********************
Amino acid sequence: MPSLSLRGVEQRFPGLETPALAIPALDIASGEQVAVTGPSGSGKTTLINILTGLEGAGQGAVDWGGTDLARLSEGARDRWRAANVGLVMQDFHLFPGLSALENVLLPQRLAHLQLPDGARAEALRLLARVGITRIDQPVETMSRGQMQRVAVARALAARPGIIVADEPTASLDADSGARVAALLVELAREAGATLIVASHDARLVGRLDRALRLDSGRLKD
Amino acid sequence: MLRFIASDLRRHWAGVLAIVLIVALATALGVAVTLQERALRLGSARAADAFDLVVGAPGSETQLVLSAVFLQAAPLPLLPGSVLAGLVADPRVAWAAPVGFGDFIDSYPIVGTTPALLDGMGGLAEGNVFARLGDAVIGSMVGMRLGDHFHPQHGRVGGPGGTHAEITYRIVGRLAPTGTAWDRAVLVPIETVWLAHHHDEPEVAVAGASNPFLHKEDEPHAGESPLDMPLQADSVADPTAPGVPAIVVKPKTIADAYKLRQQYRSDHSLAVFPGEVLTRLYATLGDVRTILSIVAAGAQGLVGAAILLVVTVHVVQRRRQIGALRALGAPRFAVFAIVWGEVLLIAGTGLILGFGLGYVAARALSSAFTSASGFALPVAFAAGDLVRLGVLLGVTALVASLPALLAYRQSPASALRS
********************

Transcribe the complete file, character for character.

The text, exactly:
Amino acid sequence: MPSLSLRGVEQRFPGLETPALAIPALDIASGEQVAVTGPSGSGKTTLINILTGLEGAGQGAVDWGGTDLARLSEGARDRWRAANVGLVMQDFHLFPGLSALENVLLPQRLAHLQLPDGARAEALRLLARVGITRIDQPVETMSRGQMQRVAVARALAARPGIIVADEPTASLDADSGARVAALLVELAREAGATLIVASHDARLVGRLDRALRLDSGRLKD
Amino acid sequence: MLRFIASDLRRHWAGVLAIVLIVALATALGVAVTLQERALRLGSARAADAFDLVVGAPGSETQLVLSAVFLQAAPLPLLPGSVLAGLVADPRVAWAAPVGFGDFIDSYPIVGTTPALLDGMGGLAEGNVFARLGDAVIGSMVGMRLGDHFHPQHGRVGGPGGTHAEITYRIVGRLAPTGTAWDRAVLVPIETVWLAHHHDEPEVAVAGASNPFLHKEDEPHAGESPLDMPLQADSVADPTAPGVPAIVVKPKTIADAYKLRQQYRSDHSLAVFPGEVLTRLYATLGDVRTILSIVAAGAQGLVGAAILLVVTVHVVQRRRQIGALRALGAPRFAVFAIVWGEVLLIAGTGLILGFGLGYVAARALSSAFTSASGFALPVAFAAGDLVRLGVLLGVTALVASLPALLAYRQSPASALRS